Tuvalu (Ellice Islands)Edit This Page
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Pacific Island Guide > Tuvalu (Ellice Islands)Fiji. Tuvalu is the world’s second smallest country. The languages spoken are Tuvaluan and English.
Tuvaluans are threatened by rising sea levels because the highest point is just 16 feet above sea level. The estimated population is 10,500.
The islands are Nanumea, Nanumanga, Niutao, Nui, Vaitupu, Nukufetau, Funafuti, Nukulaelae, and Niulakita.
1400: The first settlers are Samoans or Tongans
1818-25: Whalers and traders visit the islands. Some settle there.
1826: The islands are mapped and named after a British Member of Parliament named Edward Ellice, who owned the ship that landed on Funafuti in 1819.
1850s: Jack O’Brien, of Australian-Irish descent, comes to Funafuti and marries Sarai, the daughter of the King of Funafuti. This royal family still bears the O’Brien name.
1860: Britain annexes the islands to protect them from Peruvian slave traders, who have kidnapped 400 Tuvaluans.
1865: The London Missionary Society installs Samoan pastors on various islands.
1892: The islands form part of a protectorate of Britain, known as the Gilbert and Ellice Islands. Traders from American, British, French, and German trading companies settle and leave their names: Duffy (Nanumea), Buckland (Niutao, Nitz (Vaitapu), O’Brien (Funafuti), Restieaux, Fenisot (Nukufetau), and Kleis (Nui).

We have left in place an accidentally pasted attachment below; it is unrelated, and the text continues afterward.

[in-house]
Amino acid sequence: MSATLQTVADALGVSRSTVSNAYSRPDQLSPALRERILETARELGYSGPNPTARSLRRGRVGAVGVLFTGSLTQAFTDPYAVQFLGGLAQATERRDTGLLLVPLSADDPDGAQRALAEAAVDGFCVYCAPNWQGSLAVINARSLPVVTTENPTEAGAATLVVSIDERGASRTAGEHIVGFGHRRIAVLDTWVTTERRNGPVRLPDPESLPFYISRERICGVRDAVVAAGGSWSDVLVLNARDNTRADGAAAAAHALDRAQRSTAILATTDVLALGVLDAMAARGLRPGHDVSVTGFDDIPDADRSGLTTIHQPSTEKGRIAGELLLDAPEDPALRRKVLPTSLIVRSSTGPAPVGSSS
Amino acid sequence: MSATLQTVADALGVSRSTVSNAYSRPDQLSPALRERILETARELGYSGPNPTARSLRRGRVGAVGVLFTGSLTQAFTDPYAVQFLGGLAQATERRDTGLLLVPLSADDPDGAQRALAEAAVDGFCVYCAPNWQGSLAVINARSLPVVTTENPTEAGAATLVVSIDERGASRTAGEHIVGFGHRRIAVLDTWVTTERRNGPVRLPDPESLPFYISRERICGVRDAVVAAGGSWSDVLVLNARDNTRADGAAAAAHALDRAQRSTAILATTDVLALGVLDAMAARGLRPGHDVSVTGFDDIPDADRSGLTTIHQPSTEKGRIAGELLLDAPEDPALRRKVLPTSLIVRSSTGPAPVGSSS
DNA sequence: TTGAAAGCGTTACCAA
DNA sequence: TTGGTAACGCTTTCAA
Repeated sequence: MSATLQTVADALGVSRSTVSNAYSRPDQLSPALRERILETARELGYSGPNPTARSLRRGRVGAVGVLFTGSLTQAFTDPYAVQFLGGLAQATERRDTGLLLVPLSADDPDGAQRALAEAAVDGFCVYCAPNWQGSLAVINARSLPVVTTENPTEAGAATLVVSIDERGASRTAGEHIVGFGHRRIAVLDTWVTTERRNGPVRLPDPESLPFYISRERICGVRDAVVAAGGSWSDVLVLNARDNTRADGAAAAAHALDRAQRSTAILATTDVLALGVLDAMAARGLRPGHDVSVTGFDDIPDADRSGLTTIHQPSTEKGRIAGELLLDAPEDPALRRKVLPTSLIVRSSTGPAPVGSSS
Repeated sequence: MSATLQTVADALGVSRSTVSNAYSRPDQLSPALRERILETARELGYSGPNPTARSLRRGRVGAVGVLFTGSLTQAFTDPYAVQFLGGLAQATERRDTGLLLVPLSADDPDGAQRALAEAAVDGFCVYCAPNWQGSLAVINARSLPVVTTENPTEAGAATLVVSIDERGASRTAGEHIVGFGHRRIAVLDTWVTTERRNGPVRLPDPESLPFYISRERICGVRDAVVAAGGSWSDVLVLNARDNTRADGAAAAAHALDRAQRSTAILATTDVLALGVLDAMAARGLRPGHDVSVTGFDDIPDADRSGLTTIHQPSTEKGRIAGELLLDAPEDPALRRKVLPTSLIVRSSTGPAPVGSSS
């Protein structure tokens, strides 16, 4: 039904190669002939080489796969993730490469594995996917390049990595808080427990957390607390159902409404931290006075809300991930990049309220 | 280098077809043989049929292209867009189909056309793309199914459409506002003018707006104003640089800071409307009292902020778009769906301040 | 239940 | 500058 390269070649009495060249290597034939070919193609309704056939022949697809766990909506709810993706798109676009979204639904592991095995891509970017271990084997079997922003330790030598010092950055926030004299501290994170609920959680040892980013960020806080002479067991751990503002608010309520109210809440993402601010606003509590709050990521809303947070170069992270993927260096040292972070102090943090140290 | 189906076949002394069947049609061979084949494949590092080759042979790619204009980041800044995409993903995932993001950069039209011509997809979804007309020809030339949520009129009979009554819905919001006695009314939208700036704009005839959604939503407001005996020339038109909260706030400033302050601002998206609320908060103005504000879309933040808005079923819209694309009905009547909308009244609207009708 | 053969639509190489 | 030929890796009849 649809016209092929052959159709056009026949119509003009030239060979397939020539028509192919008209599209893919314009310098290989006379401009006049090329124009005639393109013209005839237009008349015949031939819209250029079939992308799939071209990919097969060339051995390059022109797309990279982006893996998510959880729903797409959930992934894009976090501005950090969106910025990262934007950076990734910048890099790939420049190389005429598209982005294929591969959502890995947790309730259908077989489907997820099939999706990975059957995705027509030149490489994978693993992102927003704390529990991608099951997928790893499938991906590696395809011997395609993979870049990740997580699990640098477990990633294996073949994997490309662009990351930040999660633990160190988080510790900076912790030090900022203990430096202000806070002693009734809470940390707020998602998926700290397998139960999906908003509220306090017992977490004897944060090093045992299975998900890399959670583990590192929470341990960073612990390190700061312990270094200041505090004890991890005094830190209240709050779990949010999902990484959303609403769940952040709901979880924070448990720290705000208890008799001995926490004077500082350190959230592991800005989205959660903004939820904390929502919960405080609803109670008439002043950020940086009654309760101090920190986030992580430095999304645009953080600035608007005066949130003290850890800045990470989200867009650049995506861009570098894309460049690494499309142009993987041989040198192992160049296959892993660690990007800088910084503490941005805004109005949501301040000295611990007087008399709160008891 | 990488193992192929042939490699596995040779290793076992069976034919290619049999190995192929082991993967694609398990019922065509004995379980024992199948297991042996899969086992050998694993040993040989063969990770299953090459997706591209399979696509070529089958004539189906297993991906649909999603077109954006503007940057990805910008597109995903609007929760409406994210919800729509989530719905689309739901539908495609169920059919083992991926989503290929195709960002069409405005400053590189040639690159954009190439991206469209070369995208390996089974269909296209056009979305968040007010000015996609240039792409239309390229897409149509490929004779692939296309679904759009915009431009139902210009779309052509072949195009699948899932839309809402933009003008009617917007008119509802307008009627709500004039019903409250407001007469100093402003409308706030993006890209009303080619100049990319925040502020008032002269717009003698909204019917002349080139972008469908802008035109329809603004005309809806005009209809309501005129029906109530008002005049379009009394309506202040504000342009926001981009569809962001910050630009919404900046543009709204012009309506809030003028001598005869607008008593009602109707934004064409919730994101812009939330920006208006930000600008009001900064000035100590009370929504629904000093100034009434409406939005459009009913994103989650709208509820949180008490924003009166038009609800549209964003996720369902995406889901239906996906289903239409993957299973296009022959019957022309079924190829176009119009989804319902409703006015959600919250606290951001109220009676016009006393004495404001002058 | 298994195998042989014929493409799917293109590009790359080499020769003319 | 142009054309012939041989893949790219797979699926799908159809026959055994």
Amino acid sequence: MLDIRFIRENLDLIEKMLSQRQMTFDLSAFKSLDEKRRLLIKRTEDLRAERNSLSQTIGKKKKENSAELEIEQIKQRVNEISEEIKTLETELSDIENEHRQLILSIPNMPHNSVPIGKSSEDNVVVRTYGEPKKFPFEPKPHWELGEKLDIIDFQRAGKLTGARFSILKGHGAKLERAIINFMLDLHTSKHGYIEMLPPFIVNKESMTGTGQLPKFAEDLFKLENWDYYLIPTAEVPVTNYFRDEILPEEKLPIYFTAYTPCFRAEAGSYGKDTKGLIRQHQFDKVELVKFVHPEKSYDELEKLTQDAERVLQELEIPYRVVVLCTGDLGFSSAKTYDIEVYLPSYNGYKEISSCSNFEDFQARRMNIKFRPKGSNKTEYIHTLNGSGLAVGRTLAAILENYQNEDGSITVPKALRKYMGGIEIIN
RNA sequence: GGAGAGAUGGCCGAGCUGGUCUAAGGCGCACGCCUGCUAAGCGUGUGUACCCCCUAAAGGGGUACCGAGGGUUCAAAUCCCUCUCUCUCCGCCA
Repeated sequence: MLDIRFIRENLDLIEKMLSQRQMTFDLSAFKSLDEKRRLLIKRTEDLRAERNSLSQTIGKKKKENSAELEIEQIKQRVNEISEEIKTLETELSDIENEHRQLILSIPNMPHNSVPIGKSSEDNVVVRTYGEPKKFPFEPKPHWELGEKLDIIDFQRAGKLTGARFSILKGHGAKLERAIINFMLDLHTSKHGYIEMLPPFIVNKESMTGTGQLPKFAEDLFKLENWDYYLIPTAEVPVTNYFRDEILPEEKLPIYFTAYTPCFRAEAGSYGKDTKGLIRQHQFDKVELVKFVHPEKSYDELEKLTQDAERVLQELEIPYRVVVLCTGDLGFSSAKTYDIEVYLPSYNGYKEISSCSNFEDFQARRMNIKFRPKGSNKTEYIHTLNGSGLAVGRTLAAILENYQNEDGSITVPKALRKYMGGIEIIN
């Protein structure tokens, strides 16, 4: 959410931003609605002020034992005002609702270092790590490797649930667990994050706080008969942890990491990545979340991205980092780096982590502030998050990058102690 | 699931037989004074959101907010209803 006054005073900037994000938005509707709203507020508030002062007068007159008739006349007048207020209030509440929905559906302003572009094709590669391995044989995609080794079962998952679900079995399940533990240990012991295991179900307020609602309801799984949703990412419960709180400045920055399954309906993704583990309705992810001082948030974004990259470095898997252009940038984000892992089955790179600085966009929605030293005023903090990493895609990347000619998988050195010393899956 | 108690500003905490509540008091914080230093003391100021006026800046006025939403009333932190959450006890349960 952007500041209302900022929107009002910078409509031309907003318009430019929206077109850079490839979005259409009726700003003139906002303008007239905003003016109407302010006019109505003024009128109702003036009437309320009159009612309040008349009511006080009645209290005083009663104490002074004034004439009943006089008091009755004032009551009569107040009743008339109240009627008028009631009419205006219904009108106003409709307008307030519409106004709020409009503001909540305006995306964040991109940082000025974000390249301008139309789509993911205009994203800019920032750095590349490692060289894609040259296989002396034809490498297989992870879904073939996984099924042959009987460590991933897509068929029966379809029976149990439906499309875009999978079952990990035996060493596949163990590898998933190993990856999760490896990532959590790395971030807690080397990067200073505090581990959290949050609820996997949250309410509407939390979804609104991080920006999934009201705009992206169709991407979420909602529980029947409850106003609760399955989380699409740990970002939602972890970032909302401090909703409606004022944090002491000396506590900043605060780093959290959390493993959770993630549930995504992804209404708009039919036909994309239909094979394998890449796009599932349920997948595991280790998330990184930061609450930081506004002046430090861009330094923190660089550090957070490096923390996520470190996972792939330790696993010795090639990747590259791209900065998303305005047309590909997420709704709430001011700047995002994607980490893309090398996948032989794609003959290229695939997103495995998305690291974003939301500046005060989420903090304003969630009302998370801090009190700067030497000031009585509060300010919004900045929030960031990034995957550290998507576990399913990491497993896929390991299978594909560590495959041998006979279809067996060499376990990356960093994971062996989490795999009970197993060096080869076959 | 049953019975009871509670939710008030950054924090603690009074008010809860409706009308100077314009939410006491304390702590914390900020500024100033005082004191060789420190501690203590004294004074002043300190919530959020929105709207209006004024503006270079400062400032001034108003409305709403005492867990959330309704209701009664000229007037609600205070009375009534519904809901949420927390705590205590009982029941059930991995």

1915: Britain annexes them as the Gilbert and Ellice Island Colony.
1975: The Ellice Islands break away from the Gilbert Islands and become known as Tuvalu. The Tuvaluans are more Polynesian while the I-Kiribati of the Gilbert Islands are more Micronesian in ethnicity and culture.
1978: The islands become independent with the name Tuvalu.
1979: The U.S.A. gives Tuvalu four islands that have been U.S. territory.
2000: Tuvalu joins the United Nations.
- Portal: Tuvalu at FamilySearch Research Wiki
Civil registrations of birth, marriages and death records are available for the years from 1866-1979. They are microfilm of original records in the Tuvalu Archives, Funafuti. There are 10 rolls of microfilm.
Number 1213002 contains records of births in Funafuti from 1974-1979. Births in Nanumanga from 1902-1952 and from 1968-1973. Births in Nanumea from 1903-1975. Birth in Niutao from 1905-1952, from 1890-1899, and from 1952-1955.
Number 1213003 contains records of births in Niutao from 1955-1874. Births in Niu from 1903-1976. Births in Nukufetau from 1904-1975.
Number 1213004 contains births in Nukulaelae from 1903-1975. Births in Vaitupu from 1866-1952, 1866-1905, and 1952-1974. Births in Northern Ellice from 1968-1972.
Number 1213005 contains births in Northern Ellice and Southern Ellice from 1968-19754. Death records in Funafati, Nanumanga, Nanumea, Niutao ranging from 1903-1969.
Number 1213006 contains death records in Nui, Nukufetau, Nukulaelae, Vaitupu, Northern Ellice, and Southern Ellice ranging from 1903-1979. Marriages in Funafati from 1933-1979
Number 1213007 contains marriage records in Nanumanga, Nanumea, Nui, ranging from 1889-1974. Marriage records in Nukufetau from 1973-1974 and in Nukulaelae from 1952-1968.
Number 1213008 contains marriage, adoption, and divorce records ranging from 1911-1975.
Number 1213009 contains records of Peruvian slave raids, Tongan wars, old men’s tales, archaeological site to 1900, and history and genealogy records up to 1900.
Number 1213010 contains notes and genealogies, some of them oral genealogies, and Number 1213008.
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